College students Rochelle Dukes, left, and Deidre Hicks take a break from their studies and spend a little quiet time at Riverfront Park in this file photo from February.
ALBANY, Ga. -- The question has long lingered among downtown Albany economic developers: How do we actively involve the magestic Flint River in our plans?
That puzzle has now been solved, and a group that came up with -- and followed through on -- plans to put kayak/canoe/non-motorized vessel launches on the Flint adjacent to the city's popular Riverfront Park is eagerly working through the process that will bring the launches to the river by late summer or early fall.
"This is something I started looking at when I first got here (more than two years ago)," Downtown Manager/Albany-Dougherty Inner City Authority President Aaron Blair said Friday. "But we kept running into roadblocks."
Finally Blair and downtown Convention & Visitors Bureau Director Rashelle Beasley brought together a team to help them get through those roadblocks.
"We got (city planner) Tracy Hester, folks from Lanier Engineering who have a great deal of interest in the river and Michael White from Darton (State College) together to help us come up with a plan," Beasley said. "The engineers at Lanier found the perfect places to put the launches, and everyone helped us work with DNR and the Army Corps of Engineers to see what we had to do to put in the launches."
The group was told it needed a buffer variance, a permit that requires a considerable amount of paperwork. But the group persisted. And now their efforts are bearing fruit: The design of the project has been approved, and permitting is expected to soon follow, paving the way for work on the project as soon as the river level allows, probably some time in August or September.
"What it eventually took," Beasley said, "is for a group to get involved that would not take no for an answer."
Blair said the original plan was to locate the launches off Third and Society avenues to "tie in to existing neighborhoods." But geography at those locations proved too big an obstacle. Lanier engineers came up with the approved locations: The Cypress Point Launch near the old railroad tressell just north of Riverfront Park and the Ray Charles Launch near the Oglethorpe Bridge adjacent to Ray Charles Plaza.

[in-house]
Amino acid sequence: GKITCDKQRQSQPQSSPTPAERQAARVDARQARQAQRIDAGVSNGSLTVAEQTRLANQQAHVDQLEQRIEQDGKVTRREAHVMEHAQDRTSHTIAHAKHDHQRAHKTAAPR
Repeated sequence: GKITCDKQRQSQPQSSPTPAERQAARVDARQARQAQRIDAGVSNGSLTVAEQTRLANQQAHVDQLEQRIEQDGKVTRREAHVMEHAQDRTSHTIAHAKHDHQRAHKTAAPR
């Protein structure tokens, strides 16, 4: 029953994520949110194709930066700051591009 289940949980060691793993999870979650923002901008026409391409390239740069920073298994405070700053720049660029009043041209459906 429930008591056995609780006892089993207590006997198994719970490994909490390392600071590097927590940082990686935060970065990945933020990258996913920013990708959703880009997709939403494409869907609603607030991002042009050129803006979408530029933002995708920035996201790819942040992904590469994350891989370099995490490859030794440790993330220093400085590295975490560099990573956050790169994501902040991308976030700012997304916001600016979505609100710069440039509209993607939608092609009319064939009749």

ADICA is expected to fund the project, estimated to cost around $50,000, which will also include improvements to accommodate non-motorized vessels at the existing Cox Landing launch near Chehaw Park.
City Manager James Taylor, who has long been a proponent of utilizing the Flint in downtown development plans, said Friday he was excited to hear of the progress made on the launch project.
"Very few cities have the luxury of a river running through them," Taylor said. "People who visit here are always telling me they're amazed by the river; rightfully so, because the Flint is an incredible body of water.
"I don't believe we utilize the river as much as we could, and this is definitely a good step. I think Aaron and his folks have come up with a good plan of making the river a vital part of downtown development."
The timing of the plan couldn't be better. In June, some 350 water enthusiasts will make their way through Albany along the Flint as part of the Paddle Georgia education program.
"This opens the possibility of marketing Albany to a totally different demographic," Beasley said. "With Chehaw's awesome campgrounds, our downtown attractions and a hotel (the downtown Hilton Garden Inn) along the river, it's an excellent tourism opportunity for us."
Blair said ADICA may look at other launches soon after the Cypress Point and Charles launches are completed.
"It makes sense to do these 'easy' ones first," he said. "But we're looking at other launches -- definitely one on the east side of town -- soon. We want to engage the river as much as possible."